Even as members of the Democratic Party criticized Howard Schultz for floating the possibility of running as a third-party candidate, 2020 presidential candidate Marianne Williamson, who ran for Congress as an independent in 2014, told Bold TV this time the cost would be too high if she threw the race toward President Trump’s re-election. So this time in her bid for federal office, she’s running as a Democrat.
“Well, the Constitution does not mention political parties and George Washington warned us against them,” Williamson told Bold TV. “I think this whole dichotomy, including ‘liberal’ versus ‘conservative’ is getting old, and it’s a distraction from the deeper things we need to be discussing. At the time [when she ran as an independent in California in 2014], I felt it was a principled thing to do because I do feel the American political conversation should involve more than just Democrats and Republicans or even Conservatives and Liberals. However, this is a different time and given this president, not because he’s a Conservative—which actually I don’t think he is—but given his performance, his policies, and his falsehoods, I would not risk sending ten votes away from a candidate with a good chance of defeating him. I think that this whole issue of the parties is like two broken legs and two broken arms, but what we’re facing now is more like a bullet close to the heart.”
“I think whenever you feel a calling within yourself to do something that you feel is yours to do, it can’t be about who else is doing it,” Williamson told Bold TV. “We are living in very serious times and we all have to move into a very deep place within ourselves to find the energies, the insights, and the activation in order to take us through these times to a better place. The dominant political conversation is not a container for those kinds of energies. It is superficial, it is narrow, it reacts only to circumstances, it does not inspire vision. It treats the leaves but it doesn’t treat the roots, and so I feel that somebody…must introduce a conversation that speaks to the deeper dynamics of what went wrong, what’s happening now, what we need to do to make things right, and the place we need to find within ourselves as citizens in order to make that happen.”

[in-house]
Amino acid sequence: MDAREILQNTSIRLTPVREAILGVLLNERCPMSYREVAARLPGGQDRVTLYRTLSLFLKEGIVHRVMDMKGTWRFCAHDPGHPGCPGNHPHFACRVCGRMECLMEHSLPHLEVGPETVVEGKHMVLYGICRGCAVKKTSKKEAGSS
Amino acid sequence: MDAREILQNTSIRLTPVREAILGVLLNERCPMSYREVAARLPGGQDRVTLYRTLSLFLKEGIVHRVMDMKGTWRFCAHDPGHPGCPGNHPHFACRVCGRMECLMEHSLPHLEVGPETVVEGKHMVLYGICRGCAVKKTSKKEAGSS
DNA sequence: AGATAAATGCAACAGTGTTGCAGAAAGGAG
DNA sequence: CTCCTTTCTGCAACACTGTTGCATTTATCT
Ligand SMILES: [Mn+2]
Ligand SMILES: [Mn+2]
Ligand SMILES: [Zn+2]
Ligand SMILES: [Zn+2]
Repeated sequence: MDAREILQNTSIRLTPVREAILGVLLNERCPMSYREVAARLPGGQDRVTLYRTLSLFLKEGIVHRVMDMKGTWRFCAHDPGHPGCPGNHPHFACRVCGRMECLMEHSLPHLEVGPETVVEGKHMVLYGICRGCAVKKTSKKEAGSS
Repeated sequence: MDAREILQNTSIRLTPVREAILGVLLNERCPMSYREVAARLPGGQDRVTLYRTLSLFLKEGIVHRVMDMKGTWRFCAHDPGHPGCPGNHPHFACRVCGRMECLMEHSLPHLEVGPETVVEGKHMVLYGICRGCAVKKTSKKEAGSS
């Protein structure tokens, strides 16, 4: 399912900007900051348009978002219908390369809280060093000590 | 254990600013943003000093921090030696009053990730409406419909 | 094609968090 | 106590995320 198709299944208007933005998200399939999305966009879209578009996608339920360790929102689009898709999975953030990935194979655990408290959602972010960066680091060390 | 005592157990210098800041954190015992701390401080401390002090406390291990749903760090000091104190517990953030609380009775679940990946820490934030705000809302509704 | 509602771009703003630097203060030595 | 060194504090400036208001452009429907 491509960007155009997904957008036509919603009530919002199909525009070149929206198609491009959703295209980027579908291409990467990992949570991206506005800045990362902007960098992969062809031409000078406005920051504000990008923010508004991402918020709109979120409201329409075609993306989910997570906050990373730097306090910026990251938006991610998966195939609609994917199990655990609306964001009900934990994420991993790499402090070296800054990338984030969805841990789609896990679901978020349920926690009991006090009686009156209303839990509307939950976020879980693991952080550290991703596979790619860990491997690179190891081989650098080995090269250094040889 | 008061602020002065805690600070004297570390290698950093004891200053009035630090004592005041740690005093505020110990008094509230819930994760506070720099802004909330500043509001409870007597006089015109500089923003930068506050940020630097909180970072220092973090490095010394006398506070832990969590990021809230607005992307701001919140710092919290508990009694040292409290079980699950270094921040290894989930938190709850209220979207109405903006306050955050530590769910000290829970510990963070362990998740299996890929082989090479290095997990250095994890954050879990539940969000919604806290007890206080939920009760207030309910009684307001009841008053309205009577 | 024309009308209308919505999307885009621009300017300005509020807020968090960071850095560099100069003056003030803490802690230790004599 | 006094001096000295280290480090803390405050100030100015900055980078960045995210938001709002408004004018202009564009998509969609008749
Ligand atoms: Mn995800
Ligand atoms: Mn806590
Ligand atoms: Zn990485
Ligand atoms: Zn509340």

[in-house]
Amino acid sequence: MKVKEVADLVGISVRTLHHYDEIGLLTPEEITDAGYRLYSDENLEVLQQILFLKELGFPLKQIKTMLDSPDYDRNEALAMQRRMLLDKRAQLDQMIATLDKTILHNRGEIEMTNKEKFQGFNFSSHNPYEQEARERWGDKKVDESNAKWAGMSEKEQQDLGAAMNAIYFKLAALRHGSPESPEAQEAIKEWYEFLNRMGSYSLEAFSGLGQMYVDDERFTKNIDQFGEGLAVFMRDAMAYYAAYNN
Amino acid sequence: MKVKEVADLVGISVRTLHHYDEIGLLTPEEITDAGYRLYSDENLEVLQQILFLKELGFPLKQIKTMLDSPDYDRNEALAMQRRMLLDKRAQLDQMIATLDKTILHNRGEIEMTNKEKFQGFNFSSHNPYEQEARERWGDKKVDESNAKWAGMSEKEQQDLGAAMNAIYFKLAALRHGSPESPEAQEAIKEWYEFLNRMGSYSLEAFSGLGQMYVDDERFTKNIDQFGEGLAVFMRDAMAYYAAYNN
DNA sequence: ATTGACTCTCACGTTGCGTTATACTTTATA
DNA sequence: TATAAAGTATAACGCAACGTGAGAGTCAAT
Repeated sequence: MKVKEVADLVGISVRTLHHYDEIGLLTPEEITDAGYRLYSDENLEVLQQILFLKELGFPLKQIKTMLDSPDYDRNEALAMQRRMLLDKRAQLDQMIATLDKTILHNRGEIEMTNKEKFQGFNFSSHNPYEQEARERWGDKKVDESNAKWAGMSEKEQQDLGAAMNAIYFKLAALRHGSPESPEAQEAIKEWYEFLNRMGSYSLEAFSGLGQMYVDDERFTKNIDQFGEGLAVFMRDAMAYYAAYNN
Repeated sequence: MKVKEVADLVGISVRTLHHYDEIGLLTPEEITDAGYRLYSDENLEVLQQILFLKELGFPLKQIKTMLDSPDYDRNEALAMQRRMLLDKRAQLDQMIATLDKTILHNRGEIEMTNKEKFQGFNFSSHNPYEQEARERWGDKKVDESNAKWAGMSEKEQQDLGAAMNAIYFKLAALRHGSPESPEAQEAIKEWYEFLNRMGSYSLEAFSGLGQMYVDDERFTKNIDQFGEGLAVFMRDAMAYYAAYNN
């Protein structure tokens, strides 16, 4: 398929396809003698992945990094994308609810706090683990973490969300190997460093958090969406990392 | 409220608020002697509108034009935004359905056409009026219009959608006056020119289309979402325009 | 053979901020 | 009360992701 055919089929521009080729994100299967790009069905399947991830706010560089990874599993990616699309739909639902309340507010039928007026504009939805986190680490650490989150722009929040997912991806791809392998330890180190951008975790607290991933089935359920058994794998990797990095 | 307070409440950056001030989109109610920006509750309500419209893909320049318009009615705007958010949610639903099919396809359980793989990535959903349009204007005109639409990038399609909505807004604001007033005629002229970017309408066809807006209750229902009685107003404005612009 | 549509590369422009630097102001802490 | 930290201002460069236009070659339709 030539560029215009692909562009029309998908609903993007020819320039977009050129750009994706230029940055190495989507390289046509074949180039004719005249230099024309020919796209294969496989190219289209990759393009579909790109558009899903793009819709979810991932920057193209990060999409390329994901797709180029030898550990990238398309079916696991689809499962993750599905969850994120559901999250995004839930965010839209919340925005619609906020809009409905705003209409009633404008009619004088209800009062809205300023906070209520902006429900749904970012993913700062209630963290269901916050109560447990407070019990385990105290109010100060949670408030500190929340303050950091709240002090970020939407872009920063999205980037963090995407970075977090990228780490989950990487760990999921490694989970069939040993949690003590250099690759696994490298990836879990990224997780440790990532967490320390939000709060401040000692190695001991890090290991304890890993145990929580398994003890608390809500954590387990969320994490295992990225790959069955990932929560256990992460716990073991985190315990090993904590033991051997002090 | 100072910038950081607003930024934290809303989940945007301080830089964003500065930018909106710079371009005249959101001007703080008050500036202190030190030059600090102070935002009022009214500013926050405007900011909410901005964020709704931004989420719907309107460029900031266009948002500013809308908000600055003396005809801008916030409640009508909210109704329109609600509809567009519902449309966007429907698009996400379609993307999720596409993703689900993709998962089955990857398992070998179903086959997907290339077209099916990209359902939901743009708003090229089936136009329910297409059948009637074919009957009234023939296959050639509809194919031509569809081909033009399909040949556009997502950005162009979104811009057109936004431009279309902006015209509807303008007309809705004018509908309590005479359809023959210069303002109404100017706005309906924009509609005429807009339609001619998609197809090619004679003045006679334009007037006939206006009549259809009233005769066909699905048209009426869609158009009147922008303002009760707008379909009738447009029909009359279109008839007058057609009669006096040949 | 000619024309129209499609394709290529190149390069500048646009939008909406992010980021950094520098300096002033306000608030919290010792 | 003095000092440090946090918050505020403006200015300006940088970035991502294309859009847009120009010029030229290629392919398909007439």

Within political circles Williamson has low name identification and is not included in many national polls for the Democratic nomination. If she is included, she is trailing far behind frontrunners like Sens. Kamala Harris, Bernie Sanders, and Cory Booker. Yet Williamson said this doesn’t bother her, and said that the majority of primary voters were undecided and open to someone they didn’t know about yet.
“In terms of what makes me stand out, I don’t wake up in the morning and ask what makes me stand out,” Williamson said. “I’m not living from that strata of calculation, to me that’s the corruption of the political process. First of all, as you said anybody who knows anything about politics knows whoever is quote-unquote ‘ahead’ right now it is so irrelevant. But, secondly and I think even more significantly, being on the road talking to people in Iowa, talking to people in New Hampshire, talking to people in South Carolina and Nevada. The thing is it really doesn’t matter what they’re saying on TV, what matters is what the people in Iowa, Nevada, South Carolina and New Hampshire think. In those first four primary states, and they take very seriously, in my experience and I haven’t traveled to Nevada yet, but in those other three states my experience is that they take very seriously their role. They know that who they elect in their caucuses and their elections will determine the political conversation in the United States for the next two years. So, they’re not listening to what the TV is saying. They’re listening to the candidates and I think that’s profound. I think that’s very democratic and in a beautiful way. So all of that other stuff – like I said I’m running in a different conversation and it doesn’t include – it’s not about the football game to me.”
Carrie Sheffield is the founder of Bold. She is passionate about storytelling to empower and connect others. A founding POLITICO reporter, Carrie contributed on political economy at Forbes and wrote editorials for The Washington Times. After earning a master’s in public policy from Harvard University, she managed credit risk at Goldman Sachs and researched for American Enterprise Institute scholar Edward Conard. She earned a B.A. in communications at Brigham Young University and completed a Fulbright fellowship in Berlin.